Japan upper house committee OKs security bills, faces resistance

Japan upper house committee OKs security bills, faces resistance
PHOTO: Reuters

The House of Councillors special committee on security legislation on Thursday afternoon passed the government-sponsored security bills, which would enable limited exercise of the right of collective self-defence and other measures, with a majority vote from the ruling Liberal Democratic Party, its coalition partner Komeito and three other parties.

The battle between the ruling and opposition parties over the security bills raged on in the upper house on Thursday, as members of the opposition employed delaying tactics to block the passage of the bills.

Yoshitada Konoike, chairman of the special committee, decided to end committee deliberations on the security bills on his own authority during a board meeting of committee directors Thursday morning. In response, the Democratic Party of Japan and other opposition parties submitted a no-confidence motion against the chairman. However, the motion was later voted down.

The committee moved on to vote for the security legislation soon after the motion was rejected. With the success of having passed the bills at the committee level, the ruling parties were pushing for a vote in the plenary session of the upper house by the end of Thursday.

The opposition forces intend to continue their fierce resistance by submitting a censure motion against the prime minister and other ministers of state in the upper house and a no-confidence motion against the Cabinet in the House of Representatives to further delay the proceedings. Given the chaos, the enactment of the bills may be pushed back till late Friday.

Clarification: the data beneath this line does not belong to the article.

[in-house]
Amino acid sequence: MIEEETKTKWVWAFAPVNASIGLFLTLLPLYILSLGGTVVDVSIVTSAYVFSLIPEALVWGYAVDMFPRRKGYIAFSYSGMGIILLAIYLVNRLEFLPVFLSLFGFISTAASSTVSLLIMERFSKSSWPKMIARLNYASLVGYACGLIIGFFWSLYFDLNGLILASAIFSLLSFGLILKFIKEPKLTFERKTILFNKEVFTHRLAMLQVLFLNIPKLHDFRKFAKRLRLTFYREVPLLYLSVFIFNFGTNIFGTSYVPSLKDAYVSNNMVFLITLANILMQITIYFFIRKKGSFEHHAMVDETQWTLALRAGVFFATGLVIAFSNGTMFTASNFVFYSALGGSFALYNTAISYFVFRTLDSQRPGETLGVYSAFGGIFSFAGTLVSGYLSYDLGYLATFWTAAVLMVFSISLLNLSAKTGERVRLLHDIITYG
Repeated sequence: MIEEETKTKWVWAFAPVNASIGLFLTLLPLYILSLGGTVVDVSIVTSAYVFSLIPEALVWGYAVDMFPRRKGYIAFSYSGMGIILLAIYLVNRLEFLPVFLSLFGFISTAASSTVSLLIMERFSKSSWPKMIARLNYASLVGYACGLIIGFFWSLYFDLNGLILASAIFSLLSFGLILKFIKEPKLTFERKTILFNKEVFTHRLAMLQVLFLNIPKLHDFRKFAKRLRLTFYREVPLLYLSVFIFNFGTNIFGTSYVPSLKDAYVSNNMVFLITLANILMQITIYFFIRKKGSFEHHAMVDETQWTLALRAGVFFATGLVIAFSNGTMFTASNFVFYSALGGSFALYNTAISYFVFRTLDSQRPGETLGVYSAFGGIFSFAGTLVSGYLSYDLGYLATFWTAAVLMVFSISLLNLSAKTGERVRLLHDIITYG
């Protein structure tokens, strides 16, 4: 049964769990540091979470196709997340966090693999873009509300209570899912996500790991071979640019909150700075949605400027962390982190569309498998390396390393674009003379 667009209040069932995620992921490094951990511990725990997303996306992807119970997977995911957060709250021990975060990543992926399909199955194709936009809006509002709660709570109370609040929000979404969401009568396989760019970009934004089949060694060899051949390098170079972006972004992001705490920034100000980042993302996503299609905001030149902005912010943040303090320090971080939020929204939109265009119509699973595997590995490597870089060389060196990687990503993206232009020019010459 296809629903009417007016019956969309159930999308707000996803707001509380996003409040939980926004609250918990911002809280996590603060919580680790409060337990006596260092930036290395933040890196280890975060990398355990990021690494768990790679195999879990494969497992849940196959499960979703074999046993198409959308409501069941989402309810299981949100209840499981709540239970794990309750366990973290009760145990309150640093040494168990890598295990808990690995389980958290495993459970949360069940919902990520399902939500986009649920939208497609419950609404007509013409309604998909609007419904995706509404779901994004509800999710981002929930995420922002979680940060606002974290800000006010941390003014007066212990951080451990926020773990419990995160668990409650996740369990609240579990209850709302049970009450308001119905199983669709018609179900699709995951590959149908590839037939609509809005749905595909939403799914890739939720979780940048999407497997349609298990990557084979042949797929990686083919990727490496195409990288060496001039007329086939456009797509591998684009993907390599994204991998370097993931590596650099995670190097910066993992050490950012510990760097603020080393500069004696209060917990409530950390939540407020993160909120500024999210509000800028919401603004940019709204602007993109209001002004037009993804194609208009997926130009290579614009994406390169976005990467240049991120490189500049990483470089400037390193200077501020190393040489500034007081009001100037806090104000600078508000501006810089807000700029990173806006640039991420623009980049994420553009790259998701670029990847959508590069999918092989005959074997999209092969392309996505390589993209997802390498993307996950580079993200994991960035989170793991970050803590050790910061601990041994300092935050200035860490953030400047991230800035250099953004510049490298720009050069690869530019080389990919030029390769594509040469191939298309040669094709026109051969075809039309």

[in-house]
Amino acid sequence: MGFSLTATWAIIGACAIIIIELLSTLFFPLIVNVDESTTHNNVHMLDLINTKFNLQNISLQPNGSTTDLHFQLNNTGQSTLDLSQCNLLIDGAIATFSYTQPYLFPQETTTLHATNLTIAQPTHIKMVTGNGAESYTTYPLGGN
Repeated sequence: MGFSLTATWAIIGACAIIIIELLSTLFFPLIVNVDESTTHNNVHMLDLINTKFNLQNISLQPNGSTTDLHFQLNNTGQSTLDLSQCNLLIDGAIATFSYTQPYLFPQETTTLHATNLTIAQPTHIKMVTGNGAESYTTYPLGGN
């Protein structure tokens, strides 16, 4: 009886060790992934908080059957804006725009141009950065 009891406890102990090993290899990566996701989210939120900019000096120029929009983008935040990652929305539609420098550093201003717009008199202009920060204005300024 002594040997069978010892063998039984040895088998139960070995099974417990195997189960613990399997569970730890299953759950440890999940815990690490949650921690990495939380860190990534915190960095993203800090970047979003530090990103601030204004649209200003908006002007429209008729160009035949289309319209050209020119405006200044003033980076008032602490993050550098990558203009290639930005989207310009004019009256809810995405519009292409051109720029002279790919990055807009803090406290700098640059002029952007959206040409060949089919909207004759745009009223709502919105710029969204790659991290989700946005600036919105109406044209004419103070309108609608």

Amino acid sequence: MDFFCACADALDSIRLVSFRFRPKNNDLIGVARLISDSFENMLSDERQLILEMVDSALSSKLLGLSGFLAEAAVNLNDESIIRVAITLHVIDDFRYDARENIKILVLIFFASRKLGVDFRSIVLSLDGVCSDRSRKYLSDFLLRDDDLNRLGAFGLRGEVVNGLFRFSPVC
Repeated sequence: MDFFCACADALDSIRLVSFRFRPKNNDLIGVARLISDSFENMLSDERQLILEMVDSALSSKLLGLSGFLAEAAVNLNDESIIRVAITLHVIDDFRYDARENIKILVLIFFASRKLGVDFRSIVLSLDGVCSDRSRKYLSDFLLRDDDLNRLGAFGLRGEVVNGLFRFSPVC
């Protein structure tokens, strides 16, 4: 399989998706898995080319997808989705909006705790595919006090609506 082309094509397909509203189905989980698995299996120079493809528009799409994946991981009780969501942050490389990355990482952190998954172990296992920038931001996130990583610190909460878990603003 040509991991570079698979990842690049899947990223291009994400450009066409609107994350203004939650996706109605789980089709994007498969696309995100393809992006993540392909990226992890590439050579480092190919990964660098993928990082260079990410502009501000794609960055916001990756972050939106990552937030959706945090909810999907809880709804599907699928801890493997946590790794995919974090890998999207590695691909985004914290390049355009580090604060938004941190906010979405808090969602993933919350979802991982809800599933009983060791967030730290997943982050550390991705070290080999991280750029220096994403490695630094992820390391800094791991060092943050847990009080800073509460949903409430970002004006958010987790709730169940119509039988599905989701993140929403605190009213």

The committee was scheduled to start a final question and answer session at 6:00 p.m. Wednesday to wrap up its deliberations on the security bills. However, opposition party members put up strong resistance by preventing committee directors from entering a chamber to hold their board meeting and by taking other action, which caused a significant delay to the proceedings.

The board meeting of the directors went into recess at around 3:30 a.m. on Thursday.

At a little past 9 a.m., Konoike declared the opening of the committee meeting, at which the opposition party members went into a rage. It was after this that the chairman decided to end committee deliberations on the security bills during a meeting of the directors.

Konoike then again declared the opening of the committee meeting, after which the opposition submitted a censure motion against the chairman. The opposition, obviously unhappy with the way the motion was going to be treated, put up another fight, but deliberations on the motion finally started at 1 p.m. The motion was later rejected.

The ruling parties are maintaining their stance of having the security bills enacted in the upper house. However, some members hold the view that they have no option but to apply the so-called 60-day rule if the chaos continues, prompting the parties to weigh their options. By a constitutional provision, the lower house can enact a bill with two-thirds majority support in a second vote if the upper house fails to vote on it within 60 days of receiving it from the lower house.

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